So it’s precisely this moment when growers are seeking stable, indeed predictable weather patterns. In 2019, the weather behaved more or less as the weathermen now believe it will continue to behave in the future. But this is not what growers necessarily want to hear. It’s not traditional weather, particularly when the stats point to the increased likelihood of cool to cold April & May’s. Infact the weather in May 2019 was akin to that of a traditional November/December.

With significant rainfall and temperature drops, Andrea Cicogna was drawn to call it Mayember! According to Davide Cislino & Francesco Degano, these cold and wet conditions brought with them a variety of maladies including a noteworthy increase in Mildew attacks towards the end of May. Growers who have long since adopted a biological path in the yard, visibly suffered.

And then the weather completely flipped.
In June the summer arrived with booming heat, with little or no precipitation, and these conditions continued to prevail, rising and spiking through July and August, with temperatures reaching highs only previously recorded in the early 1900’s. This summer pattern, even though hotter and drier than the expected historical norm, did contribute to recovering some of the earlier imbalances. Certain lost ground was therefore made up, but not all. The lack of uniformity in budding and flowering sadly impacted on fertility meaning bunches and berries were less and smaller. There will consequently be higher fruit concentration and lower output. And yet, the bunches that did make it through appear to have reached healthy maturity. On the ground winemakers were pleased (perhaps relieved, if the truth be told) with the quality of the fruit they picked, even if the yield was understandibly down on the bounty of the previous 2018 vintage.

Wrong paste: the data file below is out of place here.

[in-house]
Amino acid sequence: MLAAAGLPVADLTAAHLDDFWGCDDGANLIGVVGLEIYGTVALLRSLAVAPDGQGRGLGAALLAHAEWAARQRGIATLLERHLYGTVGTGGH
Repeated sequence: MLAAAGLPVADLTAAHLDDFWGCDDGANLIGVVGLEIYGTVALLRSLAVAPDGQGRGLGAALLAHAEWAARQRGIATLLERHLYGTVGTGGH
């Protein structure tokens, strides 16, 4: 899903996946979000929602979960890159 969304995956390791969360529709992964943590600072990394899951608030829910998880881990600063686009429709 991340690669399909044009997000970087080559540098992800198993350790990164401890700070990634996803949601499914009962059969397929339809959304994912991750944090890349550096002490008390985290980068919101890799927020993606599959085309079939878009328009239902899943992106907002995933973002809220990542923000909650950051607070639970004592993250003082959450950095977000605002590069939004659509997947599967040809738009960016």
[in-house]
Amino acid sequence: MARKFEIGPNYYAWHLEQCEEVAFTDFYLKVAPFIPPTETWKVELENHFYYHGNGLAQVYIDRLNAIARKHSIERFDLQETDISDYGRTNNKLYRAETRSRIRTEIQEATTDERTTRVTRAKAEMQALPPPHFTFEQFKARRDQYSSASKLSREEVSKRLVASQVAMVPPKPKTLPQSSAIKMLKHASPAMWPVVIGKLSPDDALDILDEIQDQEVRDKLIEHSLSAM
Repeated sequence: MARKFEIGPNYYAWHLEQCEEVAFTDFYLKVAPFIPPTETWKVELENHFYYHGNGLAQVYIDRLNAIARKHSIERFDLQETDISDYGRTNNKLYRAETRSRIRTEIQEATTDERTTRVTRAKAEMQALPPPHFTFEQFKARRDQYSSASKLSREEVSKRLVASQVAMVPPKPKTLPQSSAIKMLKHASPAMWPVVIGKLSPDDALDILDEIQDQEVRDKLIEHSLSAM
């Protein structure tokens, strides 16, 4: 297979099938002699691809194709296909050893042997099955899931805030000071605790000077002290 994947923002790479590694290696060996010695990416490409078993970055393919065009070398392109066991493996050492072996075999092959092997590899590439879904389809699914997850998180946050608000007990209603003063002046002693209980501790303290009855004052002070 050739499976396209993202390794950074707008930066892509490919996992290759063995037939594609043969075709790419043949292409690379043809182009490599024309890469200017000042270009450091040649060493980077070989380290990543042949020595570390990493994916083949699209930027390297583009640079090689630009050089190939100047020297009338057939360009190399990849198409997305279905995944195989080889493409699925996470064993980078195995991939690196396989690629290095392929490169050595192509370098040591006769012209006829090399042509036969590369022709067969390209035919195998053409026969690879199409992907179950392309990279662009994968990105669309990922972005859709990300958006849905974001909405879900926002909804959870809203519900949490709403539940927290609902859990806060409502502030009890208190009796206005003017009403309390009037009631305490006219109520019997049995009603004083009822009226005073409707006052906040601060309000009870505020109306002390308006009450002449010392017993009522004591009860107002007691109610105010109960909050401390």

September and October were considered pretty good months for harvest, with the RED varieties benefitting most from the prolonged spell of dry & warm conditions. This seems set to become part of the new norm.

And to cap it all, November 2019 rolled in.